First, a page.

“In addition to the smoking cessation with the families, we want to look at the larger systems, like how do we reduce the tobacco outlets in this community?” Gunning says. “How can we perhaps initiate or at least support legislation that’s going to be proposed this year around smoking cessation? . . . It’s not just kind of putting the Band-Aid on to get someone to quit smoking. That’s really important, but what are the larger systems?”
Lisa Bleich echoes this sentiment. A facilitator by trade, Bleich’s been working with CEASE for the last three years, ensuring that everything runs smoothly between the researchers and the community and that CEASE will be able to operate after the research period is over. “We’ve discovered you can order a pizza, and there are places that will bring you cigarettes along with your pizza,” Bleich says. “Now, I don’t know where else they do that in Baltimore, but somehow that’s happening here. So that’s one thing where, OK, there’s an opportunity for some policy shifting. The signage for smoking down there is very obvious, because many of these little stores, neighborhood stores, make a lot of their money from having their cigarettes up front.”
And it’s those same corner stores that provide food and groceries to many of Pigtown’s residents on a regular basis. Pigtown has 14.5 corner stores per 10,000 residents; Baltimore City as a whole has 9. The closest full-service grocery store is an eight-minute drive away, more than double the rate in the city. Quitting smoking, then, becomes an issue of support. How do you give up an addiction when you’re surrounded by it?
The answer is becoming a bit clearer. Wagner and Sheikhattari just completed the first phase of their research, in which they studied the differences between one-on-one and group-based smoking interventions, and found that, though it’s early, indications point to successes in both group and one-on-one programs. But there were barriers. Group sessions were held at People’s Community Health Center’s Open Gates location, and many participants didn’t return for a second visit. Few remained for the entire recommended 12 weeks. “People were skeptical or distrustful of the community health center,” Wagner says. “They get bombarded by people running surveys and studies, and they never get anything back, so they are reluctant to participate in this. So the committee decided that probably what we needed to do was to get this program out of the health center and into the community.”
For phase two, the research has shifted to examining what kinds of groups can make the biggest difference. The CAB came up with the idea to train community members as the smoking-cessation facilitators, rather than health care providers. The purpose of this is twofold: make community members feel more comfortable, and begin to build a network that can perform the work once the Morgan researchers leave.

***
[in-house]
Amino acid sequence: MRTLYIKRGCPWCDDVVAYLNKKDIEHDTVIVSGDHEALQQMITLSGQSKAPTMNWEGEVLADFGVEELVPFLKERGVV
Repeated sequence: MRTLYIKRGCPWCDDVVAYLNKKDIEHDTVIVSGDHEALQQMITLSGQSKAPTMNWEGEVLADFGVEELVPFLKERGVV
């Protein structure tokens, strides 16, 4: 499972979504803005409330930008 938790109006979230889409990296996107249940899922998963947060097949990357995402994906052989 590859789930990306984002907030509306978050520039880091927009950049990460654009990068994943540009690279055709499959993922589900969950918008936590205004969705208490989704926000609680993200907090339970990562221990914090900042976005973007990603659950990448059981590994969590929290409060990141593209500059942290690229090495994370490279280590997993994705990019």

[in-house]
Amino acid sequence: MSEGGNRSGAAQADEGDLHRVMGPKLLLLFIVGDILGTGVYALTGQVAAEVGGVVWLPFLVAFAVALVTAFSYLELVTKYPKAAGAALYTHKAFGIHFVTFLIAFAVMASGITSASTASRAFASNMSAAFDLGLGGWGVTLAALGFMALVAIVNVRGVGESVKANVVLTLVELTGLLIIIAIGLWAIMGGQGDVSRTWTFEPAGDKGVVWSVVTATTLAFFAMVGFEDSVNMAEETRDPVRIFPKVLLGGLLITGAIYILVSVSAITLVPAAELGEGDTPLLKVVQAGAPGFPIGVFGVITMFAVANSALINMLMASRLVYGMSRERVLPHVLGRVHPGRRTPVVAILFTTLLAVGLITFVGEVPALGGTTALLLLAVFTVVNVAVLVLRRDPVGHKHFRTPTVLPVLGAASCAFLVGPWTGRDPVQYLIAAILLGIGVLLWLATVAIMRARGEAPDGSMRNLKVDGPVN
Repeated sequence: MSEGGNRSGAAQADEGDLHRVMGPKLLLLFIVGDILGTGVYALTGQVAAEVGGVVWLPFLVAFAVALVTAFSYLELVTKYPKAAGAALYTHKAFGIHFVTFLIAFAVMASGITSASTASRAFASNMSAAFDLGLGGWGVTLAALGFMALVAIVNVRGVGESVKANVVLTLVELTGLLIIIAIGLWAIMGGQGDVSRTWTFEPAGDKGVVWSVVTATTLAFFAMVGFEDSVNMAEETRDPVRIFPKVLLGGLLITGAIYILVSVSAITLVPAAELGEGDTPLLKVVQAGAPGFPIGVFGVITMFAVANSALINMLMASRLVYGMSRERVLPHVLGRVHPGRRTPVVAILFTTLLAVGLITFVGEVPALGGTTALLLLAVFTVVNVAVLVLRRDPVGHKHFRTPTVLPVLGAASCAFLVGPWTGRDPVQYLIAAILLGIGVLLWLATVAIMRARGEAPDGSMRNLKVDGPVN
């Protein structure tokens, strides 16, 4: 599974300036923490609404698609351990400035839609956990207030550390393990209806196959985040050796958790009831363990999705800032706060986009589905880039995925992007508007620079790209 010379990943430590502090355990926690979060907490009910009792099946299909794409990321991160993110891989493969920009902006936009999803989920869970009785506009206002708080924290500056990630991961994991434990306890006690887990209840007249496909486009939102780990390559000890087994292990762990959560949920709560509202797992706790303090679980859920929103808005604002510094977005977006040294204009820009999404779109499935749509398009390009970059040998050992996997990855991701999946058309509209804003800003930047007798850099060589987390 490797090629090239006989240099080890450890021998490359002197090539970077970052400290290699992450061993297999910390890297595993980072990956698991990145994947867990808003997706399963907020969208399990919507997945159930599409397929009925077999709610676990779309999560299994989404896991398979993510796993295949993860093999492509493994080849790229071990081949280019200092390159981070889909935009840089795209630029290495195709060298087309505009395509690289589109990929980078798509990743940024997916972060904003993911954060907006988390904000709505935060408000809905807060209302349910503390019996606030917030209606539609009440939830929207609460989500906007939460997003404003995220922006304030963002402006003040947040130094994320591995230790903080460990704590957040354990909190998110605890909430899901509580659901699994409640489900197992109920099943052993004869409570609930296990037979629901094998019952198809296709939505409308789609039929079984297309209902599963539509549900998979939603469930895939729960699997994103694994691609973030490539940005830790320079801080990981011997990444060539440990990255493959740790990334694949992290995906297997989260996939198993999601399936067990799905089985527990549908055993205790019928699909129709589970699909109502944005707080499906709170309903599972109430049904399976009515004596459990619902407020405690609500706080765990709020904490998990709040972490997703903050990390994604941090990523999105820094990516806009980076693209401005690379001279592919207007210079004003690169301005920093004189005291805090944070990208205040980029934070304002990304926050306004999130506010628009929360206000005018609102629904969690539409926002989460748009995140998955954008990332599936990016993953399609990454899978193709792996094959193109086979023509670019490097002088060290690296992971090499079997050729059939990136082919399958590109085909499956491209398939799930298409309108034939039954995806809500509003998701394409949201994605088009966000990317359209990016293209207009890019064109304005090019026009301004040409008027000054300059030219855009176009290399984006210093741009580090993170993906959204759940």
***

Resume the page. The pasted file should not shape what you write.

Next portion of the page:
Ask those involved why smoking rates in Pigtown are so high, and plenty of ideas emerge, but no concrete answer. Perhaps its intergenerational. Perhaps it’s the stress of low-income life, or a lack of education, or a combination of things. Darin Wall, program manager and community liaison for CEASE, though, has some thoughts.
“The people in the community tell me they feel like it’s a dumping ground,” Wall says. “Politicians forget about the area. If you feel abandoned, you’re going to turn to things that aren’t necessarily healthy for you, and there are abandonment issues in Southwest Baltimore. You can’t necessarily be healthy if you live in a place that doesn’t reflect that. And if you see the abandoned buildings and you see just how dilapidated the surroundings are, then you’re going to mirror what you see. So what do you do? You drink, you smoke, you break down like the buildings in your neighborhood, and there you are.”
Wall, who comes from a family of active community members, has a personal investment in smoking cessation. His father, Arthur Wall, a former manager for the Department of Social Services and a longtime smoker, died of lung cancer in 2002 at the age of 61. Wall remembers his father being remorseful and apologetic on his deathbed, and it’s that image he uses to motivate himself to motivate others.
“I had several folks come to me basically in tears saying how wonderful it was to have this program,” Wall says. “They can taste food again, they have energy, and they’re excited. How much is a life worth? Is it worth a program where we pay incentives and help folks quit? Yeah, I think so, and I think it’s worth more than that.”